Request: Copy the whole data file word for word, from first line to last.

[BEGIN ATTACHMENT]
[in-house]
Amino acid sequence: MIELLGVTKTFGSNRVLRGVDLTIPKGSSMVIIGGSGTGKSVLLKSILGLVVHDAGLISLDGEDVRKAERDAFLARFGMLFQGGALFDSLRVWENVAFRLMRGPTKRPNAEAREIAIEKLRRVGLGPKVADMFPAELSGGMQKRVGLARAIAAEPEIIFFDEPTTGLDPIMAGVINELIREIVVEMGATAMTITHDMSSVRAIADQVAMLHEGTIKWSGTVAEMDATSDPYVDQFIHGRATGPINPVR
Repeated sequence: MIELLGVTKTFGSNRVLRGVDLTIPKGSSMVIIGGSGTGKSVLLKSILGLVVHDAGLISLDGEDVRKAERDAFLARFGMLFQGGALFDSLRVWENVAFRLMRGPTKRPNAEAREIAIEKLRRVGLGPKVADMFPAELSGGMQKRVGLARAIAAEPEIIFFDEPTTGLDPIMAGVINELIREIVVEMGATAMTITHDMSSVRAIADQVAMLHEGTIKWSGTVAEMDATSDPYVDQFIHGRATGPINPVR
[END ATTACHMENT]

[in-house]
Amino acid sequence: MIELLGVTKTFGSNRVLRGVDLTIPKGSSMVIIGGSGTGKSVLLKSILGLVVHDAGLISLDGEDVRKAERDAFLARFGMLFQGGALFDSLRVWENVAFRLMRGPTKRPNAEAREIAIEKLRRVGLGPKVADMFPAELSGGMQKRVGLARAIAAEPEIIFFDEPTTGLDPIMAGVINELIREIVVEMGATAMTITHDMSSVRAIADQVAMLHEGTIKWSGTVAEMDATSDPYVDQFIHGRATGPINPVR
Repeated sequence: MIELLGVTKTFGSNRVLRGVDLTIPKGSSMVIIGGSGTGKSVLLKSILGLVVHDAGLISLDGEDVRKAERDAFLARFGMLFQGGALFDSLRVWENVAFRLMRGPTKRPNAEAREIAIEKLRRVGLGPKVADMFPAELSGGMQKRVGLARAIAAEPEIIFFDEPTTGLDPIMAGVINELIREIVVEMGATAMTITHDMSSVRAIADQVAMLHEGTIKWSGTVAEMDATSDPYVDQFIHGRATGPINPVR